In very early times, Seth was worshipped at his cult center Naqata, and because he was associated with the frightening desert sandstorms of the region, it was important to appease him. He ultimately became a lord of misrule and chaos.
Like most Egyptian gods, Seth was often pictured with the head of an animal, usually the strange “Seth Beast”, an imaginary creature with a vague resemblance to an ant-eater. Sometimes he was depicted as one of the animals considered to be “unclean” by the Egyptians, such as the hippopotamus or the pig.
As Lord of disorder, Seth was the enemy of Horus and the organized world that Horus stood for. This enmity was part of the Egyptian order, a Darkness against which the Divine Light could shine.
For all his villainy, his antecedents were impeccable, as the son of sky goddess Nut, he matched the status of his brother Osiris and his sisters Isis and Nephthys. The latter was also one of his wives. Indeed, his strengths and rank among the gods gained him Re’s support during much of his bitter struggle with Horus. After his defeat on Earth, he journeyed with the sun god during the hours of the night, defending him against the serpent Apophis.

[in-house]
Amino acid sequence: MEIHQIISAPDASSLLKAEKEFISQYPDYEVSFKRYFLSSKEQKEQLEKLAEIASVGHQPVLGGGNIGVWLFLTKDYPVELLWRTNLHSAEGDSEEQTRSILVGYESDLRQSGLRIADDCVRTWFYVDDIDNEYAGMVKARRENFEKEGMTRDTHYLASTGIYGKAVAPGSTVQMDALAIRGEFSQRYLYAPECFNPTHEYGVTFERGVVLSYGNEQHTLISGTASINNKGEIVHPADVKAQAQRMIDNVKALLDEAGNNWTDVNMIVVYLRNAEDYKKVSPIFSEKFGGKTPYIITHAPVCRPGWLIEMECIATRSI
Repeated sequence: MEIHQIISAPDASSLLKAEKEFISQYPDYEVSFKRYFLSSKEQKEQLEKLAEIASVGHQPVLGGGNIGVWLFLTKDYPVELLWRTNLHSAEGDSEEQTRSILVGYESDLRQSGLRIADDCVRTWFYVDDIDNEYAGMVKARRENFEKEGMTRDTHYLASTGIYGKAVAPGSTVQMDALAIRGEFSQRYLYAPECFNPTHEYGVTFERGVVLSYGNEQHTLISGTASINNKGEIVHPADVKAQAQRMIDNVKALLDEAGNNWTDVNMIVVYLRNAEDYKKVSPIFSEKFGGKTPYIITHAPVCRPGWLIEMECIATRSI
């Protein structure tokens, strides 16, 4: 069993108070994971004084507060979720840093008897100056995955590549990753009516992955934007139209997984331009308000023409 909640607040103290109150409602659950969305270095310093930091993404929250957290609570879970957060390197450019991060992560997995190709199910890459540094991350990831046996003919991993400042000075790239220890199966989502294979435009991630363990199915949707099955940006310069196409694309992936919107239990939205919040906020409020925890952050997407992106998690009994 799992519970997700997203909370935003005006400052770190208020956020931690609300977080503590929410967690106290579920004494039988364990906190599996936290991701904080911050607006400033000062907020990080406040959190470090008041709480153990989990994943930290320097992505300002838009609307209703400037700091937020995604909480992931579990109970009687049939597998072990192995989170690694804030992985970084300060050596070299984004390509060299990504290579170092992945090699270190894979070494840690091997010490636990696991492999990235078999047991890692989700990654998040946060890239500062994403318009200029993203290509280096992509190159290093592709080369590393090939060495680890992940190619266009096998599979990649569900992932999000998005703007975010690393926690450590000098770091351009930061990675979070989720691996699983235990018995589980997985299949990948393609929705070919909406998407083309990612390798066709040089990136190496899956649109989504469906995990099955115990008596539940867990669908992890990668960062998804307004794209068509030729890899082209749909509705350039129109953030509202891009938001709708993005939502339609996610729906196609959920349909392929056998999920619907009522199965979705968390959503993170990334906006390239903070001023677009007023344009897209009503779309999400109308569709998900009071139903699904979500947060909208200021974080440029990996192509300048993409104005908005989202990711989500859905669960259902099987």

Seth’s immense strength and his forceful sexuality guaranteed him the devotion of at least a minority of mortals. Although rarely a popular god, he did have his good points. An appeal to Seth, the lord of chaos, might help keep bad weather away. Indeed at one point in Egypt history, during the 19th and 20th dynasties (1292 to 1075 BCE), he enjoyed a period of general worship and respect.
But Seth was always a dangerous god to venerate. Later dynasties characterized him as the god of harm, and he generally came to be regarded as the personification of evil-doing.